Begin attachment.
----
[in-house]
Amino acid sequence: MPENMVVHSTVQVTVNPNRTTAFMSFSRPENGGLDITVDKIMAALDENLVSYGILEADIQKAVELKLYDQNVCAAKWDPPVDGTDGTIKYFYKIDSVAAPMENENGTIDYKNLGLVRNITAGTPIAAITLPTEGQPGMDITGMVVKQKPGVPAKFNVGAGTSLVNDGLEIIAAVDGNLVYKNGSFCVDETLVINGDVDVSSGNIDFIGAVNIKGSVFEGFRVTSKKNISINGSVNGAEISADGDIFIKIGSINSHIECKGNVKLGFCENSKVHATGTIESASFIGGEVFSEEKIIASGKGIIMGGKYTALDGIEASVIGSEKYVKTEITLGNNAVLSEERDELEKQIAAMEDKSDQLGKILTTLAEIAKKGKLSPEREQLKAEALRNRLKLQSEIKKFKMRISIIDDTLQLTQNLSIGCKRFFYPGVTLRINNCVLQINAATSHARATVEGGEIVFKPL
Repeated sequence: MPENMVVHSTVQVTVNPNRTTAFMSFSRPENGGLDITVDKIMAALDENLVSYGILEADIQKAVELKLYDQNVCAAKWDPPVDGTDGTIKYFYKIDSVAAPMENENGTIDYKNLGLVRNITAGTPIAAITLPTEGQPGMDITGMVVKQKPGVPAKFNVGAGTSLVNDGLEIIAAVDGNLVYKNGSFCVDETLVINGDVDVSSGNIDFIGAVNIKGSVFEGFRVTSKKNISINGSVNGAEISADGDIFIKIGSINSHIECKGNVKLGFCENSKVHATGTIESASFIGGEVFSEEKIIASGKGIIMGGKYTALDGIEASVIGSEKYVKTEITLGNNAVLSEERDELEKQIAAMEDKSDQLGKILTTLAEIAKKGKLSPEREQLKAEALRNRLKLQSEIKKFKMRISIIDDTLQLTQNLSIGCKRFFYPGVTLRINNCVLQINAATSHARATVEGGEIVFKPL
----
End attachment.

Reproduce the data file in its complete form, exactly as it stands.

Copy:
[in-house]
Amino acid sequence: MPENMVVHSTVQVTVNPNRTTAFMSFSRPENGGLDITVDKIMAALDENLVSYGILEADIQKAVELKLYDQNVCAAKWDPPVDGTDGTIKYFYKIDSVAAPMENENGTIDYKNLGLVRNITAGTPIAAITLPTEGQPGMDITGMVVKQKPGVPAKFNVGAGTSLVNDGLEIIAAVDGNLVYKNGSFCVDETLVINGDVDVSSGNIDFIGAVNIKGSVFEGFRVTSKKNISINGSVNGAEISADGDIFIKIGSINSHIECKGNVKLGFCENSKVHATGTIESASFIGGEVFSEEKIIASGKGIIMGGKYTALDGIEASVIGSEKYVKTEITLGNNAVLSEERDELEKQIAAMEDKSDQLGKILTTLAEIAKKGKLSPEREQLKAEALRNRLKLQSEIKKFKMRISIIDDTLQLTQNLSIGCKRFFYPGVTLRINNCVLQINAATSHARATVEGGEIVFKPL
Repeated sequence: MPENMVVHSTVQVTVNPNRTTAFMSFSRPENGGLDITVDKIMAALDENLVSYGILEADIQKAVELKLYDQNVCAAKWDPPVDGTDGTIKYFYKIDSVAAPMENENGTIDYKNLGLVRNITAGTPIAAITLPTEGQPGMDITGMVVKQKPGVPAKFNVGAGTSLVNDGLEIIAAVDGNLVYKNGSFCVDETLVINGDVDVSSGNIDFIGAVNIKGSVFEGFRVTSKKNISINGSVNGAEISADGDIFIKIGSINSHIECKGNVKLGFCENSKVHATGTIESASFIGGEVFSEEKIIASGKGIIMGGKYTALDGIEASVIGSEKYVKTEITLGNNAVLSEERDELEKQIAAMEDKSDQLGKILTTLAEIAKKGKLSPEREQLKAEALRNRLKLQSEIKKFKMRISIIDDTLQLTQNLSIGCKRFFYPGVTLRINNCVLQINAATSHARATVEGGEIVFKPL